My Day by Eleanor Roosevelt

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ARTHURDALE, W. Va., Friday—While I was in Chicago between trains yesterday morning, I spent an hour breakfasting with our Civilian Defense Regional Director, Major Raymond J. Kelly and members of the local defense council, headed by Mayor Kelly. They are very individual in Chicago and have set up a block system, whereby an organizer is appointed who calls a meeting of the block.

Those present, elect the air raid warden, and he or she appoint his assistants. This seems a very democratic form of procedure and, for the protective services, should work out very well. Just how the volunteer community services are to work in this scheme is still a little hazy in my mind.

I was assured, however, that their district offices would be responsible for the channelling of volunteers to appropriate community services. They begged me to wait until they were functioning a little better, before making any criticism of the present set-up, which they feel sure is going to prove satisfactory. I certainly hope they are right, because they are quite evidently doing a good organization job on the protective and medical services.

Two hours on the train brought us to Champaign, Ill., at eleven-thirty. I went to a press conference, a luncheon at the University Women's Club, followed by a question period on the work of women in defense, and then a meeting in the big gymnasium of several thousand people attending the 41st conference of Farm and Home Week. This Farm and Home Week at the University of Illinois, reminded me very much of the annual Farm and Home Week with which I am familiar at Cornell University in New York State.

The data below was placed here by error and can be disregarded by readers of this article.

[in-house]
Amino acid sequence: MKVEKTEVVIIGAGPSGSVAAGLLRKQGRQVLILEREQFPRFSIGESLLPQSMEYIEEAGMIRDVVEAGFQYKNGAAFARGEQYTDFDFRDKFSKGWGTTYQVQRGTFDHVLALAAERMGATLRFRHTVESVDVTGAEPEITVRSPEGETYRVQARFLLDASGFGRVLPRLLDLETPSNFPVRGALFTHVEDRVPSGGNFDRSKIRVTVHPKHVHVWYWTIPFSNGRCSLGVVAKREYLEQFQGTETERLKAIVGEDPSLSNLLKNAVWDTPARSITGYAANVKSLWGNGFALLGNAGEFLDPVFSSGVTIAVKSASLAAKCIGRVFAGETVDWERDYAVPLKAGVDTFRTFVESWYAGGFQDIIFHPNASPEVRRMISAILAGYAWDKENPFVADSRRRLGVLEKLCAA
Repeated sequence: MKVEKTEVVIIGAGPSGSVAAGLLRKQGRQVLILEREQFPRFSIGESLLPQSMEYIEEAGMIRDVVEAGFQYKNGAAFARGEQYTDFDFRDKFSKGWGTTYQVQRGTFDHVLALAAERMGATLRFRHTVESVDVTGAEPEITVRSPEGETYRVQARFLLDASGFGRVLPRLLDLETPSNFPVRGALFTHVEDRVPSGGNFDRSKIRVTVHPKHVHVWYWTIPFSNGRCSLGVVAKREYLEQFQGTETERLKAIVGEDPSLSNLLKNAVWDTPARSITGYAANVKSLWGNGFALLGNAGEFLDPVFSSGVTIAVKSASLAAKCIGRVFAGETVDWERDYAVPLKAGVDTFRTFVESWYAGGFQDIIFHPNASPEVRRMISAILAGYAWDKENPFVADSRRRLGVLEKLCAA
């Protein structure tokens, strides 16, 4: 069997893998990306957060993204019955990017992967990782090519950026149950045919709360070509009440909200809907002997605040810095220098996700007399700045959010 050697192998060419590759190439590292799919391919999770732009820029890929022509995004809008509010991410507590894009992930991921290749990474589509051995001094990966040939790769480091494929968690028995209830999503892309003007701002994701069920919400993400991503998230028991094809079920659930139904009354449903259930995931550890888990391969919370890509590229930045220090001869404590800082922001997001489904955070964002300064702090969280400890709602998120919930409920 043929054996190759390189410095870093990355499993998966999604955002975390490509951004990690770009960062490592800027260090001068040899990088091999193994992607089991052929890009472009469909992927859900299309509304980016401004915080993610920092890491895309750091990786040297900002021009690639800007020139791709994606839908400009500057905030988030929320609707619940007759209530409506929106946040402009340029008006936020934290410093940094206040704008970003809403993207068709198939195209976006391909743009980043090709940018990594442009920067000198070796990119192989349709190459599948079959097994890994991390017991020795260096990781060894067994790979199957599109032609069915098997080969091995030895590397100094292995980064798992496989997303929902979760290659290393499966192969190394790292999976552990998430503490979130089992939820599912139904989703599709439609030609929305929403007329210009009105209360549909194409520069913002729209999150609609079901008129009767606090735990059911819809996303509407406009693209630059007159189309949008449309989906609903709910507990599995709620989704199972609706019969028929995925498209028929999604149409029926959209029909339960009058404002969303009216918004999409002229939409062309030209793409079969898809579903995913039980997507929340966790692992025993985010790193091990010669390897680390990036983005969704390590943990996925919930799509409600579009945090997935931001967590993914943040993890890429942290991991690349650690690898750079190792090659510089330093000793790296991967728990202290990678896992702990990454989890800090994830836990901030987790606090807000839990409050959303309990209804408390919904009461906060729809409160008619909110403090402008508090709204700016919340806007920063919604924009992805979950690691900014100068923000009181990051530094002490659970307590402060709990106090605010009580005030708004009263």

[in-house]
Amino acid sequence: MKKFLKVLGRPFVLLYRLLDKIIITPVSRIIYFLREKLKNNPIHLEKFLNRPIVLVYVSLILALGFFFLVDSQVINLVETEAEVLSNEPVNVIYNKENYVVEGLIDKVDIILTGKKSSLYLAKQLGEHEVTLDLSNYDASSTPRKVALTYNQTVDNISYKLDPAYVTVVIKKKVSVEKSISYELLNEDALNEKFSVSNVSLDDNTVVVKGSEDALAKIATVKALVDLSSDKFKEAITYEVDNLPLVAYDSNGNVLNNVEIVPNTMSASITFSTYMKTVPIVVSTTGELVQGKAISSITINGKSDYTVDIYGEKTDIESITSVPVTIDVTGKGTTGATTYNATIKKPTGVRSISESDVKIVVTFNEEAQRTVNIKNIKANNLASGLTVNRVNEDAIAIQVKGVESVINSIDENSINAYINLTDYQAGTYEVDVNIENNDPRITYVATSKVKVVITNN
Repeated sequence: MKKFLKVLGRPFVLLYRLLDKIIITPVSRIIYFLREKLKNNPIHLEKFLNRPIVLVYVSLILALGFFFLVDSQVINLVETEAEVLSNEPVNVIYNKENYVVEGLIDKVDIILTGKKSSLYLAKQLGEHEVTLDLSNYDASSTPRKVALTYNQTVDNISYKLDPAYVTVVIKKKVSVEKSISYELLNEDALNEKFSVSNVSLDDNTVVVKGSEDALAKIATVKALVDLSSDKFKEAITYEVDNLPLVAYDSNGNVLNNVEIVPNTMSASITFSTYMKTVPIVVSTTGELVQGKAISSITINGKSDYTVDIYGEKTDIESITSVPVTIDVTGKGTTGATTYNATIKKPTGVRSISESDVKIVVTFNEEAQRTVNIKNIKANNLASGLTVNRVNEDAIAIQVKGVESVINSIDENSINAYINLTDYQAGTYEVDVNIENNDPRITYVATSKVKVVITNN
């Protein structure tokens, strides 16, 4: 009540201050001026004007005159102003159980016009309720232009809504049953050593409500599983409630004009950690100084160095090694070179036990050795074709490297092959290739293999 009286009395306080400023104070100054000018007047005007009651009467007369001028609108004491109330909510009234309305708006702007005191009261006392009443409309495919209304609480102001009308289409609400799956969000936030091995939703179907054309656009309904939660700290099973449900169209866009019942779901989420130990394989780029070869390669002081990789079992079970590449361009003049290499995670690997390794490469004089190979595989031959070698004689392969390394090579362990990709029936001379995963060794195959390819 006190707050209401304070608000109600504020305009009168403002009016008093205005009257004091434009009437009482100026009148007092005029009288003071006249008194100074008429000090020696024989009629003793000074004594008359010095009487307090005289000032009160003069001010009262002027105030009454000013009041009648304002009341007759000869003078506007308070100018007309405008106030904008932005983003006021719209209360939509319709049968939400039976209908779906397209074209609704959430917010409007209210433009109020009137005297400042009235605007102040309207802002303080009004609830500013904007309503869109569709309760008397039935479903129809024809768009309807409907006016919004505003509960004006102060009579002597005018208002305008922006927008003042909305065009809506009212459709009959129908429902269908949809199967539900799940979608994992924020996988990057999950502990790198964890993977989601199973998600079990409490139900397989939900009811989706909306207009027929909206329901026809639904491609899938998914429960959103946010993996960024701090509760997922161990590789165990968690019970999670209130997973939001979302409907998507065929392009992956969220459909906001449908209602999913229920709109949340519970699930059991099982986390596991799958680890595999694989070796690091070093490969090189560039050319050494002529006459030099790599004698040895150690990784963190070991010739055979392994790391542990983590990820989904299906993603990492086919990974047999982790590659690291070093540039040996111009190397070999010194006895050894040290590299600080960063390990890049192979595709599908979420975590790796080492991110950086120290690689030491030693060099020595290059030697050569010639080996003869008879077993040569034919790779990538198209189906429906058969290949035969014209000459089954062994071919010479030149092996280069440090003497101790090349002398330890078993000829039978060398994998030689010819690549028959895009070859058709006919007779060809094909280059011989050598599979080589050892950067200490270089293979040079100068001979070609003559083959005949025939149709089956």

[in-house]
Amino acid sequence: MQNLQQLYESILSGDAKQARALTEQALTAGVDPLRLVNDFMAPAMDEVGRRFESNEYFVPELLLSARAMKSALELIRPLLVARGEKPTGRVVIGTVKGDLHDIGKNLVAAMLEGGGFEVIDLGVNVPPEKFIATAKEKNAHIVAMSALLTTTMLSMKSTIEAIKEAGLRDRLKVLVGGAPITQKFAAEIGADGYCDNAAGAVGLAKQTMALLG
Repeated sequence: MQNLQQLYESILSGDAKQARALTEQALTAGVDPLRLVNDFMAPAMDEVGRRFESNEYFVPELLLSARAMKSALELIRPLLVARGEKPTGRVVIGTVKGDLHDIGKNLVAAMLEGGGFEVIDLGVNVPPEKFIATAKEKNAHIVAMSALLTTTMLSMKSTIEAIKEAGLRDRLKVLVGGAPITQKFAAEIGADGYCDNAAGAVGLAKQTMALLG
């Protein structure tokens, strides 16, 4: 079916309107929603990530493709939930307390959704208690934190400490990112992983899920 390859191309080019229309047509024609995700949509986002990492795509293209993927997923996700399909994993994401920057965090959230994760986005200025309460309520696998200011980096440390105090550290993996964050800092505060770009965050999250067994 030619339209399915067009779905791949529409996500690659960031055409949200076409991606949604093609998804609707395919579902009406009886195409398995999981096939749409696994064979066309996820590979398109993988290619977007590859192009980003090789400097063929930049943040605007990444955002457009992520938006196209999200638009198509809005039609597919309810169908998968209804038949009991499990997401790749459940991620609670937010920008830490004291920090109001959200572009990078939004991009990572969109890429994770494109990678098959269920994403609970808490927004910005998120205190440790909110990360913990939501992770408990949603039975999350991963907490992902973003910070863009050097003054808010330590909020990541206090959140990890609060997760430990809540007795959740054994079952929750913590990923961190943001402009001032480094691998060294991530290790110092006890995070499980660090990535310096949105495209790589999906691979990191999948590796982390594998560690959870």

The fact that they had comparatively little snow must make the attendance of farmers and their families a little easier, but on the other hand, tire-rationing must keep many people away. I was glad we had a twenty minute question period after my talk, for it showed a great interest on the part of rural people in their responsibility for the conduct of the war. Their chief trouble, of course, is the fear of a labor shortage in farm areas.

Before leaving, I spent an hour with the local defense council representing four adjacent counties as well as the cities of Champaign and Urbana. They have a civilian defense volunteer office which is functioning very well. There is evidently a great deal of interest on the part of all the representatives on the defense council, who are doing a good job.

Mrs. Helm joined us in Champaign and we had a pleasant dinner on the train. We changed trains in Chicago, and are now nearing Connellsville,Pa. from where we drive to Arthurdale.

E.R.
TMs, AERP, FDRL